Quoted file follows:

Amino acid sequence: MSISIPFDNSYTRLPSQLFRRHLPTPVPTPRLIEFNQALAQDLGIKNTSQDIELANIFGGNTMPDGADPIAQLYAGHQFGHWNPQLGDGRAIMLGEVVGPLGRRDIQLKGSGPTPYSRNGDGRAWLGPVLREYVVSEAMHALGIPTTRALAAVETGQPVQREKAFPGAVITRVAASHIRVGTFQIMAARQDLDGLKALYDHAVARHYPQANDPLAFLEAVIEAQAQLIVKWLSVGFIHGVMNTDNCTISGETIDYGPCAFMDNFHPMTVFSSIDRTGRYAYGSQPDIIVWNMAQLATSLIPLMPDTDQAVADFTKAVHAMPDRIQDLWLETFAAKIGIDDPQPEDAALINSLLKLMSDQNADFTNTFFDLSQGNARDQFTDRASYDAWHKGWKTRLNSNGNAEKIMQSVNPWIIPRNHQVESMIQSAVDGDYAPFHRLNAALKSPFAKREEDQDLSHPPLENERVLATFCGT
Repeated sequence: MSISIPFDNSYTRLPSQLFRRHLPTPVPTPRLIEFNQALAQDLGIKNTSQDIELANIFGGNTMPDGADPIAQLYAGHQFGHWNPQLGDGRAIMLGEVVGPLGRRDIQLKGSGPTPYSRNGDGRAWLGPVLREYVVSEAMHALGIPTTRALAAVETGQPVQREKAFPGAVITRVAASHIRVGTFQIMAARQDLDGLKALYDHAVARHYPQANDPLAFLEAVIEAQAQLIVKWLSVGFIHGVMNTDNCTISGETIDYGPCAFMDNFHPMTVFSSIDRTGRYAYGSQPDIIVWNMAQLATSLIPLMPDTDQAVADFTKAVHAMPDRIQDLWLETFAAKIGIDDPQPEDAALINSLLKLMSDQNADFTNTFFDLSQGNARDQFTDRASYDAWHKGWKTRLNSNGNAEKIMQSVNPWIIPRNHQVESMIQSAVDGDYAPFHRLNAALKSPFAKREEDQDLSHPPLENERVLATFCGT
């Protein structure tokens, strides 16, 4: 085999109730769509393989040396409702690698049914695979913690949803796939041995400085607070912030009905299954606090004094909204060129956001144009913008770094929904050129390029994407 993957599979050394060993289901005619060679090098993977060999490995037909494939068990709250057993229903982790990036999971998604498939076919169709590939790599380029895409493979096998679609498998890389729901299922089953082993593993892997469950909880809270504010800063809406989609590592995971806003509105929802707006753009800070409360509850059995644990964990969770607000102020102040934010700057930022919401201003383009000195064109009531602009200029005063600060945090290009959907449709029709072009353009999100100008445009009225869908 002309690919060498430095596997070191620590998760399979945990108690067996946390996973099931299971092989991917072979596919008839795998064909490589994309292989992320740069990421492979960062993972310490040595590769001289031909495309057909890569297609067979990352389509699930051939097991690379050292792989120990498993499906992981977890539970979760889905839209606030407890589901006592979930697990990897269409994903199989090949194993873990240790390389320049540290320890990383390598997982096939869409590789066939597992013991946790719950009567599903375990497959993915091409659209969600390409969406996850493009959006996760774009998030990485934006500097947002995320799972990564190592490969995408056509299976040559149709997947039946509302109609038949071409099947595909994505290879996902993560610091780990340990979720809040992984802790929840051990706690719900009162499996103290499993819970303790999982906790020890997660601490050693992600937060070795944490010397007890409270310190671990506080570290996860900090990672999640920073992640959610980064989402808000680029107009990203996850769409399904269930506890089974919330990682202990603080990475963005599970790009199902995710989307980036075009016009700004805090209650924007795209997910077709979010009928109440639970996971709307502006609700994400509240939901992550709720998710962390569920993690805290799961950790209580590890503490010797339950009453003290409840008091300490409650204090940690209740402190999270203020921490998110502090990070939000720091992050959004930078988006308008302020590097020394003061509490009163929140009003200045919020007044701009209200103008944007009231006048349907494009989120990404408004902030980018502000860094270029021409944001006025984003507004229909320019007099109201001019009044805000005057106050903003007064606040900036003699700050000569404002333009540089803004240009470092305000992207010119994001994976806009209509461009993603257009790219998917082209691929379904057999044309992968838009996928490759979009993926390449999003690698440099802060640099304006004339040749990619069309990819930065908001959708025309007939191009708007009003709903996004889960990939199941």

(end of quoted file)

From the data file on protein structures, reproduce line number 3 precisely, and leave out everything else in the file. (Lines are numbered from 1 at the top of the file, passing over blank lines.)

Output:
């Protein structure tokens, strides 16, 4: 085999109730769509393989040396409702690698049914695979913690949803796939041995400085607070912030009905299954606090004094909204060129956001144009913008770094929904050129390029994407 993957599979050394060993289901005619060679090098993977060999490995037909494939068990709250057993229903982790990036999971998604498939076919169709590939790599380029895409493979096998679609498998890389729901299922089953082993593993892997469950909880809270504010800063809406989609590592995971806003509105929802707006753009800070409360509850059995644990964990969770607000102020102040934010700057930022919401201003383009000195064109009531602009200029005063600060945090290009959907449709029709072009353009999100100008445009009225869908 002309690919060498430095596997070191620590998760399979945990108690067996946390996973099931299971092989991917072979596919008839795998064909490589994309292989992320740069990421492979960062993972310490040595590769001289031909495309057909890569297609067979990352389509699930051939097991690379050292792989120990498993499906992981977890539970979760889905839209606030407890589901006592979930697990990897269409994903199989090949194993873990240790390389320049540290320890990383390598997982096939869409590789066939597992013991946790719950009567599903375990497959993915091409659209969600390409969406996850493009959006996760774009998030990485934006500097947002995320799972990564190592490969995408056509299976040559149709997947039946509302109609038949071409099947595909994505290879996902993560610091780990340990979720809040992984802790929840051990706690719900009162499996103290499993819970303790999982906790020890997660601490050693992600937060070795944490010397007890409270310190671990506080570290996860900090990672999640920073992640959610980064989402808000680029107009990203996850769409399904269930506890089974919330990682202990603080990475963005599970790009199902995710989307980036075009016009700004805090209650924007795209997910077709979010009928109440639970996971709307502006609700994400509240939901992550709720998710962390569920993690805290799961950790209580590890503490010797339950009453003290409840008091300490409650204090940690209740402190999270203020921490998110502090990070939000720091992050959004930078988006308008302020590097020394003061509490009163929140009003200045919020007044701009209200103008944007009231006048349907494009989120990404408004902030980018502000860094270029021409944001006025984003507004229909320019007099109201001019009044805000005057106050903003007064606040900036003699700050000569404002333009540089803004240009470092305000992207010119994001994976806009209509461009993603257009790219998917082209691929379904057999044309992968838009996928490759979009993926390449999003690698440099802060640099304006004339040749990619069309990819930065908001959708025309007939191009708007009003709903996004889960990939199941």